The Botswana-UPenn Partnership's Doreen Ramogola-Masire (left) and Harvey Friedman.
Former President George W. Bush will visit Gaborone, Botswana, Thursday, July 5, to launch a program that will expand women’s health initiatives in that country.
Bush will also visit two Botswana-UPenn Partnership clinics that are currently the sites of See and Treat, the Partnership’s program that dramatically decreases the time needed for examination, diagnosis and treatment of cervical cancer.
"President Bush will be visiting our clinic to see what we are doing to improve cervical-cancer care for HIV-infected women in Botswana," said Harvey Friedman , chief of infectious diseases at the University of Pennsylvania’s Perelman School of Medicine and director of the Botswana-UPenn Partnership.
The Bush Foundation has helped galvanize support for fighting breast cancer and cervical cancer.
At the 11:40 a.m. ceremony at Princess Marina Hospital in Gaborone, the former president will join with other dignitaries to announce that $3 million from the U.S. government’s President’s Emergency Plan for AIDS Relief, or PEPFAR, will go to Botswana to expand See and Treat. This is part of a larger $10 million PEPFAR-supported program, in partnership with Pink Ribbon Red Ribbon, earmarked for cervical- and breast-cancer care in Africa that includes projects in Zambia and Tanzania.
"The expectation is that, of the $3 million, $1.3 million will go to BUP and the rest to the Botswana Ministry of Health to work together to expand See and Treat," Friedman said.
See and Treat was established in 2009, funded through PEPFAR and implemented by Botswana’s Ministry of Health with support by Penn and others. It has served more than 4,000 women in Botswana.
"See and Treat provides women a same-day visual examination, diagnosis and, if necessary, treatment," said Doreen Ramogola-Masire, BUP country director "setting it apart from the more common pap-smear-and-lab-work protocol that can sometimes result in delays in diagnosis, treatment and follow-up."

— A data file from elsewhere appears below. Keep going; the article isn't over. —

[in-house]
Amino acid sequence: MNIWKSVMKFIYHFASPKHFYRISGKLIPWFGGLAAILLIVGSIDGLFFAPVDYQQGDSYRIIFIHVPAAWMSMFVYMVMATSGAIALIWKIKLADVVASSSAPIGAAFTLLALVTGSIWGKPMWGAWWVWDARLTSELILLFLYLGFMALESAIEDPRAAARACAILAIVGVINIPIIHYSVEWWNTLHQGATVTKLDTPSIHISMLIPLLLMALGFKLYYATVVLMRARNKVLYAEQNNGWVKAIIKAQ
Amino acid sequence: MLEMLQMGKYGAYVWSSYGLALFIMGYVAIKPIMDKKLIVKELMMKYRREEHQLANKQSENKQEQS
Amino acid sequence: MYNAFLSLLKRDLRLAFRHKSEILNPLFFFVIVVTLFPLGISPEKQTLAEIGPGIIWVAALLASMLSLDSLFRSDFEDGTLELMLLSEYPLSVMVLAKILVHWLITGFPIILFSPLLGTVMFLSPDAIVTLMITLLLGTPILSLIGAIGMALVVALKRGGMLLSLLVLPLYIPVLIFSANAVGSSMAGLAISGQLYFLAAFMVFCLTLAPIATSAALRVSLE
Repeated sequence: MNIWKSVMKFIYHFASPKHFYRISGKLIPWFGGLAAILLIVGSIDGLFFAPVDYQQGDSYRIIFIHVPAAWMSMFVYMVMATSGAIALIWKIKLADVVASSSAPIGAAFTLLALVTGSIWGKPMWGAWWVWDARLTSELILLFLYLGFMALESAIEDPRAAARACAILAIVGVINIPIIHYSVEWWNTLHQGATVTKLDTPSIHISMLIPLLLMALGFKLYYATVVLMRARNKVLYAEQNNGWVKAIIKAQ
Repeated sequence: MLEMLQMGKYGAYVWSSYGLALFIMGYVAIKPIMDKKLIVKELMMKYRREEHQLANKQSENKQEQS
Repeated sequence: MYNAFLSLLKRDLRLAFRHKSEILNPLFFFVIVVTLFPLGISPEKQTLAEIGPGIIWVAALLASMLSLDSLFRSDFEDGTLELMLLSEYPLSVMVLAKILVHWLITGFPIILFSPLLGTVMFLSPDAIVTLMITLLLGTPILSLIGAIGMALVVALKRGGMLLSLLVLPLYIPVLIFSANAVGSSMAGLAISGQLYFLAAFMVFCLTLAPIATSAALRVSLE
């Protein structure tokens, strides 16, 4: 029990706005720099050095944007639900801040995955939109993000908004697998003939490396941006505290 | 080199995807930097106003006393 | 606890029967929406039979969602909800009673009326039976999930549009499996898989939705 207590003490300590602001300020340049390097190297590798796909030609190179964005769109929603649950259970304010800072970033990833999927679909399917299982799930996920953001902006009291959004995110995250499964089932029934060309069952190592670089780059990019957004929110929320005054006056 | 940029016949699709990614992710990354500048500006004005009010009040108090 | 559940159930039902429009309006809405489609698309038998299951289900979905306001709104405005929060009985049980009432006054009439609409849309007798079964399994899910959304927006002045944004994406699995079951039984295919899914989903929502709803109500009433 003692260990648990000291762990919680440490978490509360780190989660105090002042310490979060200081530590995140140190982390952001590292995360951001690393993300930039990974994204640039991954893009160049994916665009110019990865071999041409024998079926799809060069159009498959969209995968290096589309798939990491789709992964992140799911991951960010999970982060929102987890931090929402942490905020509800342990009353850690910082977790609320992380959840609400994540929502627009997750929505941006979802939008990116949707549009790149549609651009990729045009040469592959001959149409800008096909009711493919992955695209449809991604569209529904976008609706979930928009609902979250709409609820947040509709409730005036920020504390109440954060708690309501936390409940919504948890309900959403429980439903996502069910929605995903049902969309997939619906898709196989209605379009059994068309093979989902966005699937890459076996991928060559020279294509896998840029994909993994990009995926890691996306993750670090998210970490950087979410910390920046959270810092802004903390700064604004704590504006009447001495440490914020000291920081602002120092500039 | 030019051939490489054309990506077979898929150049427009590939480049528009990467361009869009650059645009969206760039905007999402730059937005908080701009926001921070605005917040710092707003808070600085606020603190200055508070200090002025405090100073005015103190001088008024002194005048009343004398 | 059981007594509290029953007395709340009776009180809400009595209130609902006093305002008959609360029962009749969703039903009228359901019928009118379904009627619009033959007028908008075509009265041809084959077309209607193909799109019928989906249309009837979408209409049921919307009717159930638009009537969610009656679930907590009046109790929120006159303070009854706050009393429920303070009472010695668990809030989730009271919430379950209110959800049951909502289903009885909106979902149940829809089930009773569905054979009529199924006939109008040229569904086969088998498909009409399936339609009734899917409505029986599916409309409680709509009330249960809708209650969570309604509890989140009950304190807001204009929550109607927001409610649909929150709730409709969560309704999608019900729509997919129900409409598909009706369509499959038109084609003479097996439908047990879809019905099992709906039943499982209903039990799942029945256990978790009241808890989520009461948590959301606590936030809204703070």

Cervical cancer, which is more common and more aggressive in women who are HIV-positive, is the second most common cancer in Botswana and the leading cause of cancer-related deaths for women in that country where HIV rates are among the highest in the world. If current trends continue, the World Health Organization projects a greater than 20 percent increase in cervical-cancer incidence and related deaths by 2025.
Right now, both See-and-Treat clinics run by the Partnership are in the capital city Gaborone, but none is in the more rural parts of the country. The scale-up of the program will establish five new sites across Botswana, giving women access to the same-day services. In serious cases, patients may be referred for additional diagnostics and treatment at other facilities.
See and Treat is also supported by the Pink Ribbon Red Ribbon partnership, which includes many public and private sector organizations such as the George W. Bush Institute , Susan G. Komen for the Cure and the Joint United Nations Program on HIV/AIDS.